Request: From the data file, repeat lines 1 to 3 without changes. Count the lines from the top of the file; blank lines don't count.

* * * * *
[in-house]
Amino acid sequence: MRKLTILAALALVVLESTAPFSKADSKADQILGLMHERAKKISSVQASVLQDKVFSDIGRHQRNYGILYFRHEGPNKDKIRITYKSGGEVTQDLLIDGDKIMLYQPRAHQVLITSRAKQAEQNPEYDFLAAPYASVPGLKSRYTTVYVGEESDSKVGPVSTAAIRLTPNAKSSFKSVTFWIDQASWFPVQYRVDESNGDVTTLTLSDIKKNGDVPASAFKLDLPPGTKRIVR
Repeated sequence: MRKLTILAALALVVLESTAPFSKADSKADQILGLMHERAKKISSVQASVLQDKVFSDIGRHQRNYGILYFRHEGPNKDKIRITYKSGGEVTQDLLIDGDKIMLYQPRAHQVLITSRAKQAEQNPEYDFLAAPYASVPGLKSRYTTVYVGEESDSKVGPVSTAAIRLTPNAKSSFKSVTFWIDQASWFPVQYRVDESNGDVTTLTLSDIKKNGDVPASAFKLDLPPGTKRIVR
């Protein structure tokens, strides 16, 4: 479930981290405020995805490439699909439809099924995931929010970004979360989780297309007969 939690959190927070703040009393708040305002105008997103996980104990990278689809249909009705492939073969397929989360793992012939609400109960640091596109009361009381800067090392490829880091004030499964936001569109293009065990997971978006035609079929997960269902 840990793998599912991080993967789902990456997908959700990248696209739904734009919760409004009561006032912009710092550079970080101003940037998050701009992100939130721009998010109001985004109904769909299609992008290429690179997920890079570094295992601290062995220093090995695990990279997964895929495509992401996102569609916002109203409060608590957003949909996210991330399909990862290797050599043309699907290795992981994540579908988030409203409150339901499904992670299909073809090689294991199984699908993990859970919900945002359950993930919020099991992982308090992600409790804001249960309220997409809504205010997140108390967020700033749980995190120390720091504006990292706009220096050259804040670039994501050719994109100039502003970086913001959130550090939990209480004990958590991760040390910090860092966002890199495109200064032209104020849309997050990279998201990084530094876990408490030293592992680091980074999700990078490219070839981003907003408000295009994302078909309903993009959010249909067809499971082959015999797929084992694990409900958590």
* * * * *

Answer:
[in-house]
Amino acid sequence: MRKLTILAALALVVLESTAPFSKADSKADQILGLMHERAKKISSVQASVLQDKVFSDIGRHQRNYGILYFRHEGPNKDKIRITYKSGGEVTQDLLIDGDKIMLYQPRAHQVLITSRAKQAEQNPEYDFLAAPYASVPGLKSRYTTVYVGEESDSKVGPVSTAAIRLTPNAKSSFKSVTFWIDQASWFPVQYRVDESNGDVTTLTLSDIKKNGDVPASAFKLDLPPGTKRIVR
Repeated sequence: MRKLTILAALALVVLESTAPFSKADSKADQILGLMHERAKKISSVQASVLQDKVFSDIGRHQRNYGILYFRHEGPNKDKIRITYKSGGEVTQDLLIDGDKIMLYQPRAHQVLITSRAKQAEQNPEYDFLAAPYASVPGLKSRYTTVYVGEESDSKVGPVSTAAIRLTPNAKSSFKSVTFWIDQASWFPVQYRVDESNGDVTTLTLSDIKKNGDVPASAFKLDLPPGTKRIVR